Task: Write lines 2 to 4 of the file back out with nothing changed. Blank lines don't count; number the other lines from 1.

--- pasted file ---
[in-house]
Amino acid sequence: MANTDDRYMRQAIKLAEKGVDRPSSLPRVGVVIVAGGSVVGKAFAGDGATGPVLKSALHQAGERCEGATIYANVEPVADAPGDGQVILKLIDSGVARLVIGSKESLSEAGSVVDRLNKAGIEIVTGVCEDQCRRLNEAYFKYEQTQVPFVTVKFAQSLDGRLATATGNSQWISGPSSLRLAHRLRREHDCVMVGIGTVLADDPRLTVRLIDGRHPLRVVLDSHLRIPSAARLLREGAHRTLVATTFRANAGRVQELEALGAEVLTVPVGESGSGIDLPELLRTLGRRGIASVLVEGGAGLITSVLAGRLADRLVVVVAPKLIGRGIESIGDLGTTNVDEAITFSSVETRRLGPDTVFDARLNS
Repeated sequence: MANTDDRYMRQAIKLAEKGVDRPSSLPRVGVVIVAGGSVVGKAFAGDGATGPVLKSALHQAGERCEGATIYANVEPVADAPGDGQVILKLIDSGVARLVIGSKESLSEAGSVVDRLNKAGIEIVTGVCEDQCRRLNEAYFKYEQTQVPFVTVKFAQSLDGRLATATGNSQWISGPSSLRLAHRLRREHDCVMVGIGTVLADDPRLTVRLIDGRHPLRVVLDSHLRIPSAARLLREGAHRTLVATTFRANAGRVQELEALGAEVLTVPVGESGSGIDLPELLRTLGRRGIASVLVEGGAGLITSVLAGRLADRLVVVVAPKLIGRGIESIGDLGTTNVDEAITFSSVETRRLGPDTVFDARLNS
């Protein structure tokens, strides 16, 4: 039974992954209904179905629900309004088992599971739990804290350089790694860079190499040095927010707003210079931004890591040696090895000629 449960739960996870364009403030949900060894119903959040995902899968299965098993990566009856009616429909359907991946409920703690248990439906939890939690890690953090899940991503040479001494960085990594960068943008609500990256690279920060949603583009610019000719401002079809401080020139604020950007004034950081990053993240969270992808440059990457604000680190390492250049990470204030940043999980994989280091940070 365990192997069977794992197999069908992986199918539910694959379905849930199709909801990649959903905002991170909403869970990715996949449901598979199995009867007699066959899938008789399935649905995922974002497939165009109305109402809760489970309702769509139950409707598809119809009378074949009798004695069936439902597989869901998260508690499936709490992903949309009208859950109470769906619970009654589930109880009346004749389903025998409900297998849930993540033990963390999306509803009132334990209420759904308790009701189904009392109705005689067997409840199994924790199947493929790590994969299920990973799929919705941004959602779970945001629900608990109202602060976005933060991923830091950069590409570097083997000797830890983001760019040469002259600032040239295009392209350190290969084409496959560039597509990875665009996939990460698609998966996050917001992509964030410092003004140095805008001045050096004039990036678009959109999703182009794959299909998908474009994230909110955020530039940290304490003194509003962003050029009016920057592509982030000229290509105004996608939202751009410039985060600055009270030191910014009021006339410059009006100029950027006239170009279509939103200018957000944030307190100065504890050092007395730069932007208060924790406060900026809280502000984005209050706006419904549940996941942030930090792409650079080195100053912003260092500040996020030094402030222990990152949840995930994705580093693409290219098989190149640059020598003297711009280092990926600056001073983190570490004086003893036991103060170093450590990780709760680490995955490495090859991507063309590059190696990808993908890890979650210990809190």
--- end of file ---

Amino acid sequence: MANTDDRYMRQAIKLAEKGVDRPSSLPRVGVVIVAGGSVVGKAFAGDGATGPVLKSALHQAGERCEGATIYANVEPVADAPGDGQVILKLIDSGVARLVIGSKESLSEAGSVVDRLNKAGIEIVTGVCEDQCRRLNEAYFKYEQTQVPFVTVKFAQSLDGRLATATGNSQWISGPSSLRLAHRLRREHDCVMVGIGTVLADDPRLTVRLIDGRHPLRVVLDSHLRIPSAARLLREGAHRTLVATTFRANAGRVQELEALGAEVLTVPVGESGSGIDLPELLRTLGRRGIASVLVEGGAGLITSVLAGRLADRLVVVVAPKLIGRGIESIGDLGTTNVDEAITFSSVETRRLGPDTVFDARLNS
Repeated sequence: MANTDDRYMRQAIKLAEKGVDRPSSLPRVGVVIVAGGSVVGKAFAGDGATGPVLKSALHQAGERCEGATIYANVEPVADAPGDGQVILKLIDSGVARLVIGSKESLSEAGSVVDRLNKAGIEIVTGVCEDQCRRLNEAYFKYEQTQVPFVTVKFAQSLDGRLATATGNSQWISGPSSLRLAHRLRREHDCVMVGIGTVLADDPRLTVRLIDGRHPLRVVLDSHLRIPSAARLLREGAHRTLVATTFRANAGRVQELEALGAEVLTVPVGESGSGIDLPELLRTLGRRGIASVLVEGGAGLITSVLAGRLADRLVVVVAPKLIGRGIESIGDLGTTNVDEAITFSSVETRRLGPDTVFDARLNS
């Protein structure tokens, strides 16, 4: 039974992954209904179905629900309004088992599971739990804290350089790694860079190499040095927010707003210079931004890591040696090895000629 449960739960996870364009403030949900060894119903959040995902899968299965098993990566009856009616429909359907991946409920703690248990439906939890939690890690953090899940991503040479001494960085990594960068943008609500990256690279920060949603583009610019000719401002079809401080020139604020950007004034950081990053993240969270992808440059990457604000680190390492250049990470204030940043999980994989280091940070 365990192997069977794992197999069908992986199918539910694959379905849930199709909801990649959903905002991170909403869970990715996949449901598979199995009867007699066959899938008789399935649905995922974002497939165009109305109402809760489970309702769509139950409707598809119809009378074949009798004695069936439902597989869901998260508690499936709490992903949309009208859950109470769906619970009654589930109880009346004749389903025998409900297998849930993540033990963390999306509803009132334990209420759904308790009701189904009392109705005689067997409840199994924790199947493929790590994969299920990973799929919705941004959602779970945001629900608990109202602060976005933060991923830091950069590409570097083997000797830890983001760019040469002259600032040239295009392209350190290969084409496959560039597509990875665009996939990460698609998966996050917001992509964030410092003004140095805008001045050096004039990036678009959109999703182009794959299909998908474009994230909110955020530039940290304490003194509003962003050029009016920057592509982030000229290509105004996608939202751009410039985060600055009270030191910014009021006339410059009006100029950027006239170009279509939103200018957000944030307190100065504890050092007395730069932007208060924790406060900026809280502000984005209050706006419904549940996941942030930090792409650079080195100053912003260092500040996020030094402030222990990152949840995930994705580093693409290219098989190149640059020598003297711009280092990926600056001073983190570490004086003893036991103060170093450590990780709760680490995955490495090859991507063309590059190696990808993908890890979650210990809190």